Werner Erasmus Werner Erasmus - 1 year ago 162
C++ Question

override specifier as template parameter - is it valid?

I have the following piece of code that does not compile under Visual C++ 2015, but does under GCC 4.8.4. I'm wondering which is right? The code in question is here below:

template <class T> class ATemplate;
template <class R, class A1>
struct ATemplate<R(A1)>{ };

int main()
ATemplate<void(int)> x;
// ATemplate<void(int)override> y; //---Does not compile!!!
return 0;

Is it wrong to use override as specifier here below (or const). Similar code exists in the GMock library, where macro expansion is used to generate the template parameter (including override), as well as the actual function signature.

Visual C++ 2015 produces the following error when removing the commented out line:

x.cpp(11): error C2062: type 'int' unexpected
x.cpp(11): error C2976: 'ATemplate': too few template arguments
x.cpp(4): note: see declaration of 'ATemplate'
x.cpp(11): error C2079: 'y' uses undefined class 'ATemplate'

One of the answers below mention that override is meaningless in the context of free functions (valid point) - does this mean GCC is wrong here. The const specifier is also meaningless in that case (for free functions), but nevertheless permitted (by VC++)??? Also, it mentions that virtual specifiers should only exists in the declaration - this makes no difference to this case (as no definition exists). For the virtual keyword, it is OK to ommit in the derived as it makes no difference to whether code compiles, but for the override case it is not OK as it makes a big difference.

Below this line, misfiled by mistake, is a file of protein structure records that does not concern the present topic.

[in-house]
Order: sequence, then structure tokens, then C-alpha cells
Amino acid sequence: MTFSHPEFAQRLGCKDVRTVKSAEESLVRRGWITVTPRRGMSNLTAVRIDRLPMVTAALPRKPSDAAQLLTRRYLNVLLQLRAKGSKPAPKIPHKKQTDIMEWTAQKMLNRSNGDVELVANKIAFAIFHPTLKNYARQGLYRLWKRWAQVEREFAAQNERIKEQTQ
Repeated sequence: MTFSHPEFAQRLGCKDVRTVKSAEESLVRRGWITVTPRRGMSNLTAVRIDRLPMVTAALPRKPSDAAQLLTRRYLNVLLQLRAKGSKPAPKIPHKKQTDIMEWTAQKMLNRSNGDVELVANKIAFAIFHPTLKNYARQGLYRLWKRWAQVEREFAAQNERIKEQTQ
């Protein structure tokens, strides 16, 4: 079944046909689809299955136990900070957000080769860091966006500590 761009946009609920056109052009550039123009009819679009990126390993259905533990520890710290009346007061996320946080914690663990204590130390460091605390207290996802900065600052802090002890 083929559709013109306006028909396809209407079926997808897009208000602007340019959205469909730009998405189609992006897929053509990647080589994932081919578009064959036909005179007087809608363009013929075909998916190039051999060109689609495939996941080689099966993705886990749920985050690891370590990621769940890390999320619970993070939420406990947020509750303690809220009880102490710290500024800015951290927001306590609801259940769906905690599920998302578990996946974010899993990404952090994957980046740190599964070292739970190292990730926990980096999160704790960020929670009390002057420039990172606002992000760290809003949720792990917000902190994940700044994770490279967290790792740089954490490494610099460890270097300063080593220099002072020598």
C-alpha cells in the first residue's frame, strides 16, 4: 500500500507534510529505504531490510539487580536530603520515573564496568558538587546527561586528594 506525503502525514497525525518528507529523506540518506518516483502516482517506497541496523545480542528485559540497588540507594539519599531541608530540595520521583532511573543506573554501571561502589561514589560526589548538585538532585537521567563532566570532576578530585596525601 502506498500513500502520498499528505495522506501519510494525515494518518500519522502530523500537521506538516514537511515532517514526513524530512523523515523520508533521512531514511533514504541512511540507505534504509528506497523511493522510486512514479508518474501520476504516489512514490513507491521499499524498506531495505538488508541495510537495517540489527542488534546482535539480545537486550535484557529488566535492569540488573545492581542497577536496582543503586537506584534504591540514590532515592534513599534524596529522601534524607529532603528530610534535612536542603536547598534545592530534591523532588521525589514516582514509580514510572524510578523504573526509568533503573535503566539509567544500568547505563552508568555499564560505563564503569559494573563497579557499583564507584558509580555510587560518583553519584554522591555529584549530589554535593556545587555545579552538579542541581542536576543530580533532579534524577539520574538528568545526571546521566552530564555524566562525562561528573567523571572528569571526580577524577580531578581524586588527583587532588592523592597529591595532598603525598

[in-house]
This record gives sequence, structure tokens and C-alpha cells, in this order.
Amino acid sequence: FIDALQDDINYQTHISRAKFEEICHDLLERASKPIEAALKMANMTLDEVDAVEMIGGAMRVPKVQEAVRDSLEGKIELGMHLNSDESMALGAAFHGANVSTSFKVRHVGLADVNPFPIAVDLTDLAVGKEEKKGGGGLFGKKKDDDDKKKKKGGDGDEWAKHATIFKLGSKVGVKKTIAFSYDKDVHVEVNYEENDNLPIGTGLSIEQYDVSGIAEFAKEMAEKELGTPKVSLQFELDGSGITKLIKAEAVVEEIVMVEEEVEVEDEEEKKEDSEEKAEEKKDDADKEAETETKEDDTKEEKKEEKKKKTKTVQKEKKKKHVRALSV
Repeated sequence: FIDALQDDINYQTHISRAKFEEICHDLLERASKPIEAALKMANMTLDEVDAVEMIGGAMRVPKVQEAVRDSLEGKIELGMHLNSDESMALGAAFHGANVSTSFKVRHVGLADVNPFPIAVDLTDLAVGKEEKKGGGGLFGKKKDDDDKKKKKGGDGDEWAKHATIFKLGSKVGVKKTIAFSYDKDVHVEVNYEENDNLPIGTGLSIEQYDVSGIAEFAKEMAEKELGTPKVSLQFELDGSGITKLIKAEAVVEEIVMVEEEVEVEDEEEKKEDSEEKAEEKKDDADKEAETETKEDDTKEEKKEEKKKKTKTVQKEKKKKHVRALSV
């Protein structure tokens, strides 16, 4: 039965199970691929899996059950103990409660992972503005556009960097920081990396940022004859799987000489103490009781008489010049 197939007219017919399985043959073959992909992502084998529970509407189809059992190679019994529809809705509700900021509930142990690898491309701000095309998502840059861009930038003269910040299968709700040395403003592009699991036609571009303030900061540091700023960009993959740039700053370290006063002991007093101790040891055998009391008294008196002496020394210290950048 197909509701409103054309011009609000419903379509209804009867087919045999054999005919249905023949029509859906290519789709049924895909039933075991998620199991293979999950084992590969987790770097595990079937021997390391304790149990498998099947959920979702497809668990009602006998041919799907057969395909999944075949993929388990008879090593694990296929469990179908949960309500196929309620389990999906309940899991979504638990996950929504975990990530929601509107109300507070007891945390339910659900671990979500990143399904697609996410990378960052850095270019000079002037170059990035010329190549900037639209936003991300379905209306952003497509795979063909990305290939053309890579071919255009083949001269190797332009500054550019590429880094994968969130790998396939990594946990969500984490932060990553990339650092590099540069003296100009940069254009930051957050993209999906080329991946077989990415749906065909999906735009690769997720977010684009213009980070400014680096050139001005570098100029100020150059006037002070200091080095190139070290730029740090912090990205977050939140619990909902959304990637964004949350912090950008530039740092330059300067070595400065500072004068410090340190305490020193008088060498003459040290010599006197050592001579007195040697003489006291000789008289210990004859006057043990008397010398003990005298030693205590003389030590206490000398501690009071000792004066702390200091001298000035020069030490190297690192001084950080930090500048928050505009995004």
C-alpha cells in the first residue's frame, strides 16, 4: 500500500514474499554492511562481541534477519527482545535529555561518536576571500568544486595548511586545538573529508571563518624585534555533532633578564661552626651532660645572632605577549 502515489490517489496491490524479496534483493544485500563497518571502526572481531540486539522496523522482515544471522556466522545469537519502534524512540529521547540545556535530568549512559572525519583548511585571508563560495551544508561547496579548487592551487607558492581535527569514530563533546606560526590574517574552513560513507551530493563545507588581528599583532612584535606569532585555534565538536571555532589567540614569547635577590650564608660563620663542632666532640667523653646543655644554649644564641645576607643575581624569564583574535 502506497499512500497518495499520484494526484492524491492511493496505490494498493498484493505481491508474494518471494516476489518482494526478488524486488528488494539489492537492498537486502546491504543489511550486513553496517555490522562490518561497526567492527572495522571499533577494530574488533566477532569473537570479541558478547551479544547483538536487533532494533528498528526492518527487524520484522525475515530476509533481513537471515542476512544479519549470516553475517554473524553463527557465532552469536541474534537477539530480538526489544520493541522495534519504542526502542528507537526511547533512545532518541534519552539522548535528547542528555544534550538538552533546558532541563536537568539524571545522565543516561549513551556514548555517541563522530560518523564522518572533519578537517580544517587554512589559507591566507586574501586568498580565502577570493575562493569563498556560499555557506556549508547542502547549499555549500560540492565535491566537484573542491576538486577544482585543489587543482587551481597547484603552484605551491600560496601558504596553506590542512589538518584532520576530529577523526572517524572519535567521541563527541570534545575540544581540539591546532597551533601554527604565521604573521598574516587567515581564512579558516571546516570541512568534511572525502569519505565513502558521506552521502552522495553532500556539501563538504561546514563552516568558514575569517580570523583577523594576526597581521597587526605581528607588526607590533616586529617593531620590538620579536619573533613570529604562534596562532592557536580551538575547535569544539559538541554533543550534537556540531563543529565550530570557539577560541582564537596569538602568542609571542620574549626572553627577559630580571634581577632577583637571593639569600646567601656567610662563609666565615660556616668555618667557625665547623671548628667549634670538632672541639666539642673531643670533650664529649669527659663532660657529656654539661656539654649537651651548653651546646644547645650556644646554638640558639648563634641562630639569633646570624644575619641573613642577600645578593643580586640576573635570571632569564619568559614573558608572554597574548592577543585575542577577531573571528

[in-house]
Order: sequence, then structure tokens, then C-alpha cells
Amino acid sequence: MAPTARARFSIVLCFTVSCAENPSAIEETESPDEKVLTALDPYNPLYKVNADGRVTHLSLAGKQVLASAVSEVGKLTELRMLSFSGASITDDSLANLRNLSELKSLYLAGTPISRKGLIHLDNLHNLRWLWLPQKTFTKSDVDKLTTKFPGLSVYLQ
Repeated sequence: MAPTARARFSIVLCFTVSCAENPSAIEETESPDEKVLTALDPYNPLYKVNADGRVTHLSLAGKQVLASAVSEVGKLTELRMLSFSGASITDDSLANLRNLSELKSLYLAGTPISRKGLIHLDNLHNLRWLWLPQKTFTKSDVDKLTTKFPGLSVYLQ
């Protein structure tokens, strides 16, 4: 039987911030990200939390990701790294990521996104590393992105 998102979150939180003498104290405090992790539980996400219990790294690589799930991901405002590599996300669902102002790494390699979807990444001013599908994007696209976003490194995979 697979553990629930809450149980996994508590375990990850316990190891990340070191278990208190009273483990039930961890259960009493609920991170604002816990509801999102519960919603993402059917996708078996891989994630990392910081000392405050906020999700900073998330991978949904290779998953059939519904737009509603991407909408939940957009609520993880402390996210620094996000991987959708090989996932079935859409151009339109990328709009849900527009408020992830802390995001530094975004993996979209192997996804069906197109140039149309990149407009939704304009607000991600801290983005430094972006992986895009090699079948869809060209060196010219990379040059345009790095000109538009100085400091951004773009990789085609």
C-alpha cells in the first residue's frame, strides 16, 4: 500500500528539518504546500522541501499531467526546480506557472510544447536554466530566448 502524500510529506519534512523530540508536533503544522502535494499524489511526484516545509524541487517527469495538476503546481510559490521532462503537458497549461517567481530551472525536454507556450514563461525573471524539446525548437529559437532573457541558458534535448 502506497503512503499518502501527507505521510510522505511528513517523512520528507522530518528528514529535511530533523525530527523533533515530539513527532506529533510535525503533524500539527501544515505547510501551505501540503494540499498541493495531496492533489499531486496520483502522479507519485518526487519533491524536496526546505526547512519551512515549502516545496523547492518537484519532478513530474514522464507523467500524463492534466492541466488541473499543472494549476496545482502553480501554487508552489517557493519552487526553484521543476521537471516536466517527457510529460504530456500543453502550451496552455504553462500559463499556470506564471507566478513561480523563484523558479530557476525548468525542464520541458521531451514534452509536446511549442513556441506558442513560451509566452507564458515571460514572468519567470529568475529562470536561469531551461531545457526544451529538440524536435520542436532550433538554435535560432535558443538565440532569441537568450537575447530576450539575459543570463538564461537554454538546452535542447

When using ReturnType (ArgType arg) ...possible const or override specifier as a macro parameter (like GMock does), the restriction imposed by VCC causes this code not to compile (apparently the case for Clang too). Which is right?

The standard does not state that the override specifier shall not be used in this context (the context of a template parameter?), does it?

Answer Source

It's a g++ bug.

The standard permits virt-specifier-sec in two productions: in a function-definition (only for virtual member-function definitions) and in a member-declarator. Your context is neither.

A shorter demo of GCC's buggy behaviour:

void foo(void) override;          // g++ rejects with message: 
                                  //  virt-specifiers in 'foo' 
                                  //  not allowed outside a class definition
void (*bar)(void) override;       // g++ erroneously accepts
typedef void baz(void) override;  // g++ erroneously accepts
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